[ THE FLOWER & THE WILLOW ] Marie Claire Australia July 2012

Josh Goot, Geisha, Marie Claire Australia, Ollie Henderson, Richard Truscott
Josh Goot, Skin and Threads, Flannel, Jac+Jack, Alex Perry, Geisha, Marie Claire Australia, Ollie Henderson,
Zimmermann, Geisha, Ollie Henderson, Jane Roarty, July 2012, Japan, Japanese traditions
Silk Kimono by Ellery, Dion Lee blouse, Carl Capp jersey wrap skirt, Senso Diffusion shoes, Japanese Geisha
Geisha fashion, Japanese costume, Dion Lee printed blouse, Acne dress, Stolen Girlfriends Club, Jayson Brunsdon, Richard Truscott

Having just left Australia, it seems quite serendipitous that I should stumble across this diaphanously sensual shoot for Marie Claire Oz. The editorial features model Ollie Henderson entering as apprentice into the exotic world of Japanese Geisha. With an air of wistfulness and with a nostalgic nod to a time saturated in tradition rather than high tech gadgets and sleeper pods, photographer Richard Truscott and stylist Jane Roarty have delicately fused the traditional with the contemporary through the art of fashion.

Accomplished in music, calligraphy, dance and the intricate art of the tea ceremony, Geisha, themselves models for the art of Japanese high culture, are unfailingly adorned in perfectly tied Kimono, with each strand of hair carefully oiled into place and each step and gesture perfectly executed. Today there remain only one to two thousand Geisha practising in Japan.



dehli, agra, luang prabang, pingyao, shanghai, the gili islands, sydney, bali, hanoi, yangshou, kathmandy, beijing, goa, xian, bangkok, penang, perhentians

I've seen the Taj Mahal at sunset, slept under the stars in the Thar Desert and floated down the Ganges and the Keralan Backwaters. I've climbed 3200m into the Himalayas, flown over Mt. Everest, walked The Great Wall of China (and come down it on a slide). I've marvelled at the Terracotta Warriors and The Forbidden City, felt unnerved in Tiananmen Square, gotten lost in translation in Shanghai and eaten numerous unidentified oddities. I've slept in wooden shacks in remote villages with no electricity, bartered with tribes for textiles at night markets, trekked through paddy fields and streams so pure you'd wonder if pollution ever existed, tubed along the Mekong and swung into crystal clear waterfalls. I've wandered through the ruins of Imperial citadels in Huế, slurped down steaming bowls of Phở in Hanoi, kayaked around Ha Long Bay, crawled through Viet Cong tunnels and sunned myself on the shores of Phú Quốc. I've been dumbstruck by the Khmer Rouge atrocities around Phnom Penh, blown away by Angkor Wat and turfed off a bamboo train in Battambang. I've snacked on street stalls in Bangkok and been sunburnt in Koh Tao. I've witnessed Chinese New Year with a bang, seen a giant lion dance in Penang and a man walk through fire in Ubud. I've dived 32m into a WW2 Shipwreck in Bali, swam with turtles (and away from giant trigger fish) in the Gili Islands and stalked sharks in Malaysia. I've walked the Harbour Bridge and felt the sea breeze by the Sydney Opera House.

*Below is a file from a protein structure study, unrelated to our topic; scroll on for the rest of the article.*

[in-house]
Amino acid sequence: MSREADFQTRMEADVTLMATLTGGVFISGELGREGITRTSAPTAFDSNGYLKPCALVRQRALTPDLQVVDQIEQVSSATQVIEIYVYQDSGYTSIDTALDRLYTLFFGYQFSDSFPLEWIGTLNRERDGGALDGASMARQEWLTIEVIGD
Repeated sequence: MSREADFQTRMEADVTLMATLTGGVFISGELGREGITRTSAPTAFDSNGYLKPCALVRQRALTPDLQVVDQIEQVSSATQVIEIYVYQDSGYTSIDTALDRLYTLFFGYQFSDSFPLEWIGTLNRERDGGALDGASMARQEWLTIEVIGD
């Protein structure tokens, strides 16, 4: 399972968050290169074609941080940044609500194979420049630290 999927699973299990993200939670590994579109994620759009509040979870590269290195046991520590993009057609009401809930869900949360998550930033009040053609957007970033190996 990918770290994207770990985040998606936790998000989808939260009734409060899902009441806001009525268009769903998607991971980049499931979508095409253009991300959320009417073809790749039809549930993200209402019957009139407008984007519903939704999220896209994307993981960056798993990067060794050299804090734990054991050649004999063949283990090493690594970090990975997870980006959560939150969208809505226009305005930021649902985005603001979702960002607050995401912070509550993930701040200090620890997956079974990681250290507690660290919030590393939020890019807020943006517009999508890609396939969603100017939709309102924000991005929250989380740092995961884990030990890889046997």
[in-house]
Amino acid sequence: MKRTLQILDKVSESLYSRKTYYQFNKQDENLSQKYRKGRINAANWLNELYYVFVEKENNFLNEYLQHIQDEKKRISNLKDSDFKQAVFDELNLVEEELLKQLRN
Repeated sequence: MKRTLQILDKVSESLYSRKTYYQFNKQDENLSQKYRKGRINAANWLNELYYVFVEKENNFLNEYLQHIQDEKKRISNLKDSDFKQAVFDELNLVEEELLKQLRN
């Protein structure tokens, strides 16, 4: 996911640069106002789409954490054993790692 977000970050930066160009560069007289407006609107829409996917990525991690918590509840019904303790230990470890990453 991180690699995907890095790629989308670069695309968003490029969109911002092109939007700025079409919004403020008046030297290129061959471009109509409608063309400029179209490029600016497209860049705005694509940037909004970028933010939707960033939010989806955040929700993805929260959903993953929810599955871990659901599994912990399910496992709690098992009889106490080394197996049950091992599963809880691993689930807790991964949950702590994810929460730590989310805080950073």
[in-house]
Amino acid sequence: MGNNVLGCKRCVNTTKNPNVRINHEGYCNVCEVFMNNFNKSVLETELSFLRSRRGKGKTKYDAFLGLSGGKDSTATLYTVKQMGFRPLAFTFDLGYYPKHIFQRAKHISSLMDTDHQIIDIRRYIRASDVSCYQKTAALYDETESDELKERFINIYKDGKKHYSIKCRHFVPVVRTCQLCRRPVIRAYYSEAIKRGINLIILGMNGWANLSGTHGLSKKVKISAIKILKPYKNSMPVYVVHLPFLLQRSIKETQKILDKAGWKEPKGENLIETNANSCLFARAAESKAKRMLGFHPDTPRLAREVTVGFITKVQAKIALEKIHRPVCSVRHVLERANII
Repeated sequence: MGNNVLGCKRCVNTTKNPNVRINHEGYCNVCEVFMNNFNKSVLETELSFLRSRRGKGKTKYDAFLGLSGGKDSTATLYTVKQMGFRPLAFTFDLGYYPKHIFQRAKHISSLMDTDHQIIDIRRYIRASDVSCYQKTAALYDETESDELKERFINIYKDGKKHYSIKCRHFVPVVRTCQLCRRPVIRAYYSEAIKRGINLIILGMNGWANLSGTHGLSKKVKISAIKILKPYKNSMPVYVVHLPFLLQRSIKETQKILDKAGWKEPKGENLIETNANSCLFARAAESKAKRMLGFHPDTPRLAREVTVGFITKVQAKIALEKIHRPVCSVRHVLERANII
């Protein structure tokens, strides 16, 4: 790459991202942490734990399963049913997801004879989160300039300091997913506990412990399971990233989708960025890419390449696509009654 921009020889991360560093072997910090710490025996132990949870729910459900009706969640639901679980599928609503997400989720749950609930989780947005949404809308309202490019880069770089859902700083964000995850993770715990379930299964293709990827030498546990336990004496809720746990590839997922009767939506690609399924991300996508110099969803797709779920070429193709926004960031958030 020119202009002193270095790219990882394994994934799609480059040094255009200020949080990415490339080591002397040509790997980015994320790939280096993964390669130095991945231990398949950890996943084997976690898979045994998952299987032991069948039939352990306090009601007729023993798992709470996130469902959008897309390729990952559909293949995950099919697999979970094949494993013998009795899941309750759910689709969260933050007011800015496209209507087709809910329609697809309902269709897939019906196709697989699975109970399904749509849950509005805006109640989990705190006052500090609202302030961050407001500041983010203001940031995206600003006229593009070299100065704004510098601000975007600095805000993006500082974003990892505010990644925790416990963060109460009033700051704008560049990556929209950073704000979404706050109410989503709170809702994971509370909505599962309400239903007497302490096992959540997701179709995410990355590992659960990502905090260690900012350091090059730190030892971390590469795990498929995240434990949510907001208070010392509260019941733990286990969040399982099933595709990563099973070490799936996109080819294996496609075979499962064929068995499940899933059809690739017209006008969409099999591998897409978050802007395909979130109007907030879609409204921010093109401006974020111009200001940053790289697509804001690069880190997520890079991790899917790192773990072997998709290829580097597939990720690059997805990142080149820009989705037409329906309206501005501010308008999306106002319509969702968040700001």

And that was just one year.

6 flights, 29 trains, 38 boats, 58 buses and countless tuk tuks, taxis, bicycles and motorcycles later and I'm finally back on British shores.

But the adventure doesn't stop here.

Watch this space for new and exciting projects on Wandering Threads.

To see or read more about the last 14 months of my Asia trip visit me on Flickr, Instagram, Facebook and Twitter.



[ LINKS À LA MODE ] WT's Features 7th June 2012

What a lovely surprise I did find this morning when I logged into my IFB account to check up on the ponderings of the blogging crowd - it appears Wandering Threads has been chosen for this weeks IFB Links A La Mode! Click on any of the links below to see posts from the other superstar bloggers also featured this week, and don't forget to leave comments on all the ones you like, we all love to hear from our readers!